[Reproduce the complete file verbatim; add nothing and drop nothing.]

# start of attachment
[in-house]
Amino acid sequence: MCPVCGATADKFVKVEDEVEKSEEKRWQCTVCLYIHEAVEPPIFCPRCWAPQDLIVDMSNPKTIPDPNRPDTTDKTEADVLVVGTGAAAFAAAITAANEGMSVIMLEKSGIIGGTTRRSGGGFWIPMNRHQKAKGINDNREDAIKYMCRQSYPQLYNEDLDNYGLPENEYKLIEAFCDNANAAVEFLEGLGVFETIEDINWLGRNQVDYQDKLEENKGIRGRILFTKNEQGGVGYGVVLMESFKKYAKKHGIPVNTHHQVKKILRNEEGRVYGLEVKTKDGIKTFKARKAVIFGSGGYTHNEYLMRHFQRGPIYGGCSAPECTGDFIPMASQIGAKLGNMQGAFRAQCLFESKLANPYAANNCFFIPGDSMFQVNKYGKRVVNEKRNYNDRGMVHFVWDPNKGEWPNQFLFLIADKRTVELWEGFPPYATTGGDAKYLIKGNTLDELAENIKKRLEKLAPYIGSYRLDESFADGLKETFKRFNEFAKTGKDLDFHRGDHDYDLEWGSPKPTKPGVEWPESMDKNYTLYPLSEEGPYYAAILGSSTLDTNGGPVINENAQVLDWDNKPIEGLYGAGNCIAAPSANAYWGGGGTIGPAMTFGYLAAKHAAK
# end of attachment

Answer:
[in-house]
Amino acid sequence: MCPVCGATADKFVKVEDEVEKSEEKRWQCTVCLYIHEAVEPPIFCPRCWAPQDLIVDMSNPKTIPDPNRPDTTDKTEADVLVVGTGAAAFAAAITAANEGMSVIMLEKSGIIGGTTRRSGGGFWIPMNRHQKAKGINDNREDAIKYMCRQSYPQLYNEDLDNYGLPENEYKLIEAFCDNANAAVEFLEGLGVFETIEDINWLGRNQVDYQDKLEENKGIRGRILFTKNEQGGVGYGVVLMESFKKYAKKHGIPVNTHHQVKKILRNEEGRVYGLEVKTKDGIKTFKARKAVIFGSGGYTHNEYLMRHFQRGPIYGGCSAPECTGDFIPMASQIGAKLGNMQGAFRAQCLFESKLANPYAANNCFFIPGDSMFQVNKYGKRVVNEKRNYNDRGMVHFVWDPNKGEWPNQFLFLIADKRTVELWEGFPPYATTGGDAKYLIKGNTLDELAENIKKRLEKLAPYIGSYRLDESFADGLKETFKRFNEFAKTGKDLDFHRGDHDYDLEWGSPKPTKPGVEWPESMDKNYTLYPLSEEGPYYAAILGSSTLDTNGGPVINENAQVLDWDNKPIEGLYGAGNCIAAPSANAYWGGGGTIGPAMTFGYLAAKHAAK